While I thank you for taking the time to castigate liberals and especially Democrats for their short-comings (you say so), I would like to use some of my own time to remind you of a few realities. See below. These are your people, and these are the ideals you uphold. This is you. Live with it.

Your people are Nazis, racists, and murderers.

Is this you, Robert, or does he merely stand in for you and do your dirty work?

He’s guilty. How much of that guilt are you ready to take on?

The disreputable acts of those you support begin to exceed my ability to comprehend.

Robert, if I were your friend I would advise you to hang out with a different crowd. But I’m not, so I’m going to ask you to hold the course and report back to me on a regular bases from the other side of the hard line that divides this country

Quiz Question

Number 187 of a series

The image above is the cross-section of a steel cylinder. It has a conical depression bored into each end. The machinist wants to be sure the depth is correct, but all he has to measure with is a steel rule and a caliper. He can spread the caliper and insert the points into the holes, but then he has to spread the points again to take the caliper out and measure it with the rule. How can the machinist measure the depth of the holes?

Post your answer as a comment below.

Update and Solution

See the diagram below. I don’t have a drawing of the caliper, so pretend the two arrows are the caliper points. First set the caliper to span the length of the cylinder.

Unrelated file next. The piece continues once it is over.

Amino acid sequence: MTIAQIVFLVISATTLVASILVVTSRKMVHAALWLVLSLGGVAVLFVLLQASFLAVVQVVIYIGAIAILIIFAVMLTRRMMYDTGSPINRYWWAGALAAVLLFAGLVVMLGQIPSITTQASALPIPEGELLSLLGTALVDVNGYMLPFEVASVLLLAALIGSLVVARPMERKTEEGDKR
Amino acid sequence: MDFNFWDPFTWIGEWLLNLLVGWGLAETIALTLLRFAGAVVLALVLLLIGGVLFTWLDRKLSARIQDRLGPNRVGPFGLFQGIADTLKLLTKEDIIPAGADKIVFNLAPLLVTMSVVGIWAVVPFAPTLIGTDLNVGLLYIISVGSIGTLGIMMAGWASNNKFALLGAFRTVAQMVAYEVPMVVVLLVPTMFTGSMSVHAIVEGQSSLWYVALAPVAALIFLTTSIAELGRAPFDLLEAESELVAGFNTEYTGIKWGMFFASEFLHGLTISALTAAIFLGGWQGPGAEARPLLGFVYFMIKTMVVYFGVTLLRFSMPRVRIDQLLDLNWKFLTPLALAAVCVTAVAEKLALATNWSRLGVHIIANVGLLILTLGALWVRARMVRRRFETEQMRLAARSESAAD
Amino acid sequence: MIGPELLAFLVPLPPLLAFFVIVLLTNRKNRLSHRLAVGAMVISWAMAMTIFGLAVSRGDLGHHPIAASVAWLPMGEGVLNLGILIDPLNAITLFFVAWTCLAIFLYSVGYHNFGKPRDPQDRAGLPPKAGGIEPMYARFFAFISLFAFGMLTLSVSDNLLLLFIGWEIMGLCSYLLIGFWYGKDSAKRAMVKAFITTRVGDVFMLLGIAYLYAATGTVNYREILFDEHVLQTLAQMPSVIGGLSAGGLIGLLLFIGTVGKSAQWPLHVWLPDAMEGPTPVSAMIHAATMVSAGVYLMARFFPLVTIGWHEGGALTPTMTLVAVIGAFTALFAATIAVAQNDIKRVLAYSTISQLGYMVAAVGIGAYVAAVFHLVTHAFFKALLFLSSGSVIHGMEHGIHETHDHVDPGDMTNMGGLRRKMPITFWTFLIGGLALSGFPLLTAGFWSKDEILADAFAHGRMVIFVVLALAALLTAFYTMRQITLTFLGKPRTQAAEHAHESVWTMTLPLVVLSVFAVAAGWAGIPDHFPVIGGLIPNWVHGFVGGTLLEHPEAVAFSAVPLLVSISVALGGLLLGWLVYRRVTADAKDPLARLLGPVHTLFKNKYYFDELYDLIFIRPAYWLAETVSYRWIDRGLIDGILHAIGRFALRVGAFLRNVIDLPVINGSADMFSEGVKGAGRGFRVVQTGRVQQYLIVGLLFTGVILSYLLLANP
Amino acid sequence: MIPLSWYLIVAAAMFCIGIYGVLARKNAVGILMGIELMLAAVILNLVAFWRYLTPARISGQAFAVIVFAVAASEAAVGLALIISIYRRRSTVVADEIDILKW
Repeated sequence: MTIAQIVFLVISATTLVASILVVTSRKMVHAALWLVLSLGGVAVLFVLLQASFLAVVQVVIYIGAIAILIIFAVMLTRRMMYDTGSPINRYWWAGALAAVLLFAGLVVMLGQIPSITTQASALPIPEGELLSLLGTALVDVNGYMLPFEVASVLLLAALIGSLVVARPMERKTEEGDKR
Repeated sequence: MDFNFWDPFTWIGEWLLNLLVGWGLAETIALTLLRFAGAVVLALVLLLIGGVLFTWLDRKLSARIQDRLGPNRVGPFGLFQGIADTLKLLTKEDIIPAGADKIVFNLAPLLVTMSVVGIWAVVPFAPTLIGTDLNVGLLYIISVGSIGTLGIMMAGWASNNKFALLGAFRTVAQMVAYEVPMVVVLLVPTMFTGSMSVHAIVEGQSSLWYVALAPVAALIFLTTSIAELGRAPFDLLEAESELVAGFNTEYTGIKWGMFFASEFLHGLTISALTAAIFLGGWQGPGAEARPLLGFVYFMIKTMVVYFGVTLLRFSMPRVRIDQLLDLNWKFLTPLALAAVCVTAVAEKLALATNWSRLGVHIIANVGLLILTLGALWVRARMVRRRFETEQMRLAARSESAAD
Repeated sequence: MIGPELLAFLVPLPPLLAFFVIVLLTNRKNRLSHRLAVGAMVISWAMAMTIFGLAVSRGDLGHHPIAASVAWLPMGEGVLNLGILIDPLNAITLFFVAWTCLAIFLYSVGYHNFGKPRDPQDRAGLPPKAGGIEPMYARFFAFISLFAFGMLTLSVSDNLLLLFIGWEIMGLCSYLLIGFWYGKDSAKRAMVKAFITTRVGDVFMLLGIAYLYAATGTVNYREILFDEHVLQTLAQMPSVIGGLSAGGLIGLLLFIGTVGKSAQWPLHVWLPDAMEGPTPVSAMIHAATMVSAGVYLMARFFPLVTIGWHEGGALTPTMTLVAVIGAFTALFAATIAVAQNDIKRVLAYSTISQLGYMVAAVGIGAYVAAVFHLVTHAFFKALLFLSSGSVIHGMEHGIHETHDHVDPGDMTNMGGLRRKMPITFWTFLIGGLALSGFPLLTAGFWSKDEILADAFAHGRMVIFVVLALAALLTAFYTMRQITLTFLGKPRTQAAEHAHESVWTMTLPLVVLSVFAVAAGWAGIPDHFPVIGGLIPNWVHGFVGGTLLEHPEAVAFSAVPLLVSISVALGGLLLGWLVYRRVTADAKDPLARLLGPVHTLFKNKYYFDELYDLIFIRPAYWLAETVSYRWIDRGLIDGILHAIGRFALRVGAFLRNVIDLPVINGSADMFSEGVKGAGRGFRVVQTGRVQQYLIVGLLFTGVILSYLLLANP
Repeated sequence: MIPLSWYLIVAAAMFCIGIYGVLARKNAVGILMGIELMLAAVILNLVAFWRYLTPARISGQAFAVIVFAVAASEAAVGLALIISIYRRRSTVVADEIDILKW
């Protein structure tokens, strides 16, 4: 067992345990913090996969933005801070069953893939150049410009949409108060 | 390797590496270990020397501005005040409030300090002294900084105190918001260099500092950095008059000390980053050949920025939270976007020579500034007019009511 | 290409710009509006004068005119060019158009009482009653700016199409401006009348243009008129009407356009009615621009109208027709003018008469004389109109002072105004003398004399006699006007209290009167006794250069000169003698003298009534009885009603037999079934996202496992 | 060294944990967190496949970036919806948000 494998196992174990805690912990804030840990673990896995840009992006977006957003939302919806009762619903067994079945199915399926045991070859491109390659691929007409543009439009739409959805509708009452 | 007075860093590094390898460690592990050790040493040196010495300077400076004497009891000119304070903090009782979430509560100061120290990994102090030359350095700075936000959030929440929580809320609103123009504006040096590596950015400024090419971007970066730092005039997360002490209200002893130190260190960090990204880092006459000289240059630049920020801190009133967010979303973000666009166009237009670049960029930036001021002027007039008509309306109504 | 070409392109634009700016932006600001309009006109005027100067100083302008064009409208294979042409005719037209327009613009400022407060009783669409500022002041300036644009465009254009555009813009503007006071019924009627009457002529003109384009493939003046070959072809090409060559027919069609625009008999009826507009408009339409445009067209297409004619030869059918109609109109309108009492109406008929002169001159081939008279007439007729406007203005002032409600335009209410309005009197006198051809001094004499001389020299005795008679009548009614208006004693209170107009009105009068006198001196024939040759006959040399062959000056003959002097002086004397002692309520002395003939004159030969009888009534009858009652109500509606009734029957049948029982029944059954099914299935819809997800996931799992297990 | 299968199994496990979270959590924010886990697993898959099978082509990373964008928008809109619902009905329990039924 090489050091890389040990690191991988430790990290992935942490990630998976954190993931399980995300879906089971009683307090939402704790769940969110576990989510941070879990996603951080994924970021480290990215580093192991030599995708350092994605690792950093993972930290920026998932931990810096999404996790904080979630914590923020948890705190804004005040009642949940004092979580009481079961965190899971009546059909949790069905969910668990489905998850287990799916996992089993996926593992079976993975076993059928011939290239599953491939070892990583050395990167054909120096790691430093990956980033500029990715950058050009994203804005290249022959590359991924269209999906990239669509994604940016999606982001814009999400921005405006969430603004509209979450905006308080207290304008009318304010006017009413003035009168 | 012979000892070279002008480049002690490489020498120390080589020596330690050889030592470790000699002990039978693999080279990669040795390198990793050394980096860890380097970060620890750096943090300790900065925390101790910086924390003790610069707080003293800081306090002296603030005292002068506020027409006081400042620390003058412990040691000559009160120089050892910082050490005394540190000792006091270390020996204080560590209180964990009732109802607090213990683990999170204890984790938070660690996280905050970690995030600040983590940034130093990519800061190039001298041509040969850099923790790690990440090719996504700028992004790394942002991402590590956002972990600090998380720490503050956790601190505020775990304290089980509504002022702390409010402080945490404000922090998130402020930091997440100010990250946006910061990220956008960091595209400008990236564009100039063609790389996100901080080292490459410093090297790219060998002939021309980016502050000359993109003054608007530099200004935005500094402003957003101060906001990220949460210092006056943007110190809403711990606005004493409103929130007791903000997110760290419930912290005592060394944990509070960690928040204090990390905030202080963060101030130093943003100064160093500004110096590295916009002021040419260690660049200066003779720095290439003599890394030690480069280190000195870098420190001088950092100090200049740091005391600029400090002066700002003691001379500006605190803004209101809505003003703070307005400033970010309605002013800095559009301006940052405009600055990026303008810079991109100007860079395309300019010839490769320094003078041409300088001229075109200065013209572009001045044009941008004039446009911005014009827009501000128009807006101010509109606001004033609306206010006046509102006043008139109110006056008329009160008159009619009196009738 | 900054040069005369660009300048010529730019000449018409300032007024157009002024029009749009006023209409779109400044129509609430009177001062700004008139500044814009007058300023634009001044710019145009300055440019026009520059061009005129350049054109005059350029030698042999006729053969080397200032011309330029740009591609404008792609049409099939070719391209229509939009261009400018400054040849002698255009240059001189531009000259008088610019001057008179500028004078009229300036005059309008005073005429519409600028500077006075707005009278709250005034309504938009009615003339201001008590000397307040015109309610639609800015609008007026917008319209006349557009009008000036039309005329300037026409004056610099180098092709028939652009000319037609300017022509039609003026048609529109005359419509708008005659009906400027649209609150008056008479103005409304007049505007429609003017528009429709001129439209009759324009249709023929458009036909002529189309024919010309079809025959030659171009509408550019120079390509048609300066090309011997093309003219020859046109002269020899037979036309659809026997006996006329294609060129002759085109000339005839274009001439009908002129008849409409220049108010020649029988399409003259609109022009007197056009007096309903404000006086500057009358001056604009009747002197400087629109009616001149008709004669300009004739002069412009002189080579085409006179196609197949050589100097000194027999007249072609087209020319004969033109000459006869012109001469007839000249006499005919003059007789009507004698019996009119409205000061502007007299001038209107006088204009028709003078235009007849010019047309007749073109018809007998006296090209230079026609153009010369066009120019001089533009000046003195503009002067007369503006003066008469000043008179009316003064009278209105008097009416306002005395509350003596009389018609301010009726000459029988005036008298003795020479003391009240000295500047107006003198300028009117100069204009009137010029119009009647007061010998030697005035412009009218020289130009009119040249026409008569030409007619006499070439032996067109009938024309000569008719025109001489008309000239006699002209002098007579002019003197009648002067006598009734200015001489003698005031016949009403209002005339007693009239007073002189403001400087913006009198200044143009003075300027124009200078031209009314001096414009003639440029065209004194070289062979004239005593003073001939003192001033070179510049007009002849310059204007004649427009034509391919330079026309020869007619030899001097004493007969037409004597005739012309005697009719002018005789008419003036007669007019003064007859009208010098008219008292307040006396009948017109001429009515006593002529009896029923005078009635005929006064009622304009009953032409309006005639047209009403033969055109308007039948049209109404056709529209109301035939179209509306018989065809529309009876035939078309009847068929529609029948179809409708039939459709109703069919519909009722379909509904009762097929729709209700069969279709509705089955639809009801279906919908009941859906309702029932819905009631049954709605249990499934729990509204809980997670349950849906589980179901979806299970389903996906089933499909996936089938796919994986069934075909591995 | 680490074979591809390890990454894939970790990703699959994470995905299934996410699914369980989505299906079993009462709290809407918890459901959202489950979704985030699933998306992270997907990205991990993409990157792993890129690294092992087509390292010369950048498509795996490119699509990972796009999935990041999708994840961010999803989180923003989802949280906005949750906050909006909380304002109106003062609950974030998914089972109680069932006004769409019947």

Now you can measure the depth of the hole by touching one point to the bottom of the hole and measuring the distance from the other point to the end of the cylinder.

People Unclear

This is number 71 of a series

This series is dedicated to those who, by deliberate effort of their own, choose to remain clueless—some would say unclear. To that end I subscribe to a number of political feeds, and the following is a recent item:

NRCC Polling, me (2) <info@nrccvictory.com>

To: jf_blanton@yahoo.comJan 19 at 3:42 PM

Funding border security is critical.

Even the Democrats USED to agree with that!

Chuck Schumer voted to fund a barrier at our southern border 8 times!

Nancy Pelosi voted to fund a barrier at our southern border just last March!

BUT — the Democrats don’t want to keep our borders safe for one simple reason: They refuse to help President Trump accomplish great things for America.